Matt Gillis , Deseret News
As the Beehive State, Utah has a historic connection with bees and honey. In the past few years, interest has also surged in beekeeping as a hobby. Perhaps it's due to the tough economy and the natural foods movement, which have also spurred people to plant gardens, home-can and raise chickens. The U.S. Department of Agriculture estimates that there are between 139,000 and 212,000 beekeepers in the United States. Most are hobbyists with less than 25 hives.
Backyard beekeepers say they do it for the wonderful honey, because it's interesting and fun, and to help support the bee population, which has been declining.
"If you want to save the world, be a backyard beekeeper," said Frank Whitby, a faculty member of the University of Utah School of Medicine and amateur beekeeper. As Salt Lake City's official beekeeper, he cares for two hives on the roof of the downtown library along with a group of Boy Scouts. He also has hives in his back yard, in a community garden and on property in Alta and Heber.
The idea of beekeepers saving the world might sound a bit dramatic, but bees are the unsung heroes of the world's food supply, and their declining numbers are a cause for concern.
An estimated one of every three bites of food is dependent on pollination provided by bees, said Gwen Crist of Slow Food Utah. That includes fruit and nut trees, melons, vegetables and field crops such as alfalfa. Slow Food Utah, which supports local, sustainable foods, hosted a Honeybee Festival last month to draw attention to the importance of bees. Beekeepers such as Whitby spoke in workshops, and bee-related purveyors had booths showing honey products, books and beekeeping information.
"Bees are really in trouble now, with diseases and Colony Collapse Disorder," said Crist. "From a food perspective, we would like to see the preservation of bees. From a flavor perspective, bees add to our diversity of food with more flavor and variety, and of course, honey tastes good."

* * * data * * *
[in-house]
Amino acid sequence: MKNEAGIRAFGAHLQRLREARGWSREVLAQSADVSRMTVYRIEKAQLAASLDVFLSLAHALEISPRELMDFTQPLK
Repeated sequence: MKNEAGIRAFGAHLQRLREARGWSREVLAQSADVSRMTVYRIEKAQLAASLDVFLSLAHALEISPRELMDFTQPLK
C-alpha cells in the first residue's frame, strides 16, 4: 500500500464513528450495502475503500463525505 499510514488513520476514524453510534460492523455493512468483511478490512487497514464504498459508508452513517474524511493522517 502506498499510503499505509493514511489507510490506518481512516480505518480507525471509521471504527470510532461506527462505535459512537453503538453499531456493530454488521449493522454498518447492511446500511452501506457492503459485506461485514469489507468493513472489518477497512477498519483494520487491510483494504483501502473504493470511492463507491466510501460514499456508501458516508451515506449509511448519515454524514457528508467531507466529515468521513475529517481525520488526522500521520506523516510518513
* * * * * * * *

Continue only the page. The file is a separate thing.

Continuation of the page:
According to U.S. Department of Agriculture figures, the number of managed honeybeehives is half of what it was in the 1950s. Beginning in 2006, beekeepers began reporting losses of 30 percent to 90 percent of their hives. This mysterious phenomenon has been termed Colony Collapse Disorder, where worker bees abruptly disappear from their hives.
Scientists have advanced several theories about the causes: pesticide use, disease, environmental changes, genetically modified crops and the system of shipping bees around the country to pollinate large one-crop fields, such as the almond groves in California.
Whatever the reasons, Whitby and Crist said people can help honeybees survive — and thrive — by keeping their own backyard hives, or by planting native plants that are good sources of nectar or pollen for bees to feed on.
You don't have to live out in the country to have a beehive, said Whitby. "The urban environment is perfect place to keep bees. There's a diversity of plants to forage around in the city, as opposed to large agricultural fields of one single crop. I encourage people to keep bees wherever you live."
About 200 people attended the recent workshops offered at the Honeybee Festival, and many of them said they already have hives.
Some younger beekeepers have turned a hobby into a family business. Thirteen-year-old Nathan Huntzinger of Logan said he and brothers, Sam, 12, and Ben, 9, started raising bees as part of a home school project when he was 8 years old. Their dad, Craig Huntzinger, works in the USDA Bee Lab at Utah State University.
"Then we had lots of honey and thought what do we do with all of it?" Nathan said. "So we decided to sell it at the farmers market. We had to get all the licenses to do it, so then we decided to do all this other stuff, too."
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